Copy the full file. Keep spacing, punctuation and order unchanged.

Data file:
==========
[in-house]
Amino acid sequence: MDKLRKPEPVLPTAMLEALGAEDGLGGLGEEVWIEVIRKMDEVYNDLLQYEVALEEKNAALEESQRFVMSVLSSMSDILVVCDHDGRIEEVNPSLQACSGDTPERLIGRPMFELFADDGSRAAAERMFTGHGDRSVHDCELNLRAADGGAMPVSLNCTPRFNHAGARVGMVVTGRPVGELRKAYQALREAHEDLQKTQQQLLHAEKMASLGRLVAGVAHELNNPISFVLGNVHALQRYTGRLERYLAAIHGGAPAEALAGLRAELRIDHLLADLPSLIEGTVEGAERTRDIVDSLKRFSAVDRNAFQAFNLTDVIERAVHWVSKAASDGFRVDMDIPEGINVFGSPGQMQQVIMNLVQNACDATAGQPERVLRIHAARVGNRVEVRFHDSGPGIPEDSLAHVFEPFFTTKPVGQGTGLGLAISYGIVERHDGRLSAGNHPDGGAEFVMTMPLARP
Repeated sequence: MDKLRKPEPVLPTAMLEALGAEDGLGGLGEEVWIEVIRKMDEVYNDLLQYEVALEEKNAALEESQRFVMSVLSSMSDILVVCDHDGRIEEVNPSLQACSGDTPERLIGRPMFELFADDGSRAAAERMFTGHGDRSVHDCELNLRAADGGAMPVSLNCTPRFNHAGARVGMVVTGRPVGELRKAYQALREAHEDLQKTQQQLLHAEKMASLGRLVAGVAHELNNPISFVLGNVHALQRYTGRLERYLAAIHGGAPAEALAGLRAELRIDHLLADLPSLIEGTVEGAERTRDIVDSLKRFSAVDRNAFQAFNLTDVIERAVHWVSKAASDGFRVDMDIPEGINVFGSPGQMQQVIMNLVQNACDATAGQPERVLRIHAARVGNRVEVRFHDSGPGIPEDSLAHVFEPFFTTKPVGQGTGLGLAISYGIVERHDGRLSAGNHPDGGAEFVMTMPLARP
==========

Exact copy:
[in-house]
Amino acid sequence: MDKLRKPEPVLPTAMLEALGAEDGLGGLGEEVWIEVIRKMDEVYNDLLQYEVALEEKNAALEESQRFVMSVLSSMSDILVVCDHDGRIEEVNPSLQACSGDTPERLIGRPMFELFADDGSRAAAERMFTGHGDRSVHDCELNLRAADGGAMPVSLNCTPRFNHAGARVGMVVTGRPVGELRKAYQALREAHEDLQKTQQQLLHAEKMASLGRLVAGVAHELNNPISFVLGNVHALQRYTGRLERYLAAIHGGAPAEALAGLRAELRIDHLLADLPSLIEGTVEGAERTRDIVDSLKRFSAVDRNAFQAFNLTDVIERAVHWVSKAASDGFRVDMDIPEGINVFGSPGQMQQVIMNLVQNACDATAGQPERVLRIHAARVGNRVEVRFHDSGPGIPEDSLAHVFEPFFTTKPVGQGTGLGLAISYGIVERHDGRLSAGNHPDGGAEFVMTMPLARP
Repeated sequence: MDKLRKPEPVLPTAMLEALGAEDGLGGLGEEVWIEVIRKMDEVYNDLLQYEVALEEKNAALEESQRFVMSVLSSMSDILVVCDHDGRIEEVNPSLQACSGDTPERLIGRPMFELFADDGSRAAAERMFTGHGDRSVHDCELNLRAADGGAMPVSLNCTPRFNHAGARVGMVVTGRPVGELRKAYQALREAHEDLQKTQQQLLHAEKMASLGRLVAGVAHELNNPISFVLGNVHALQRYTGRLERYLAAIHGGAPAEALAGLRAELRIDHLLADLPSLIEGTVEGAERTRDIVDSLKRFSAVDRNAFQAFNLTDVIERAVHWVSKAASDGFRVDMDIPEGINVFGSPGQMQQVIMNLVQNACDATAGQPERVLRIHAARVGNRVEVRFHDSGPGIPEDSLAHVFEPFFTTKPVGQGTGLGLAISYGIVERHDGRLSAGNHPDGGAEFVMTMPLARP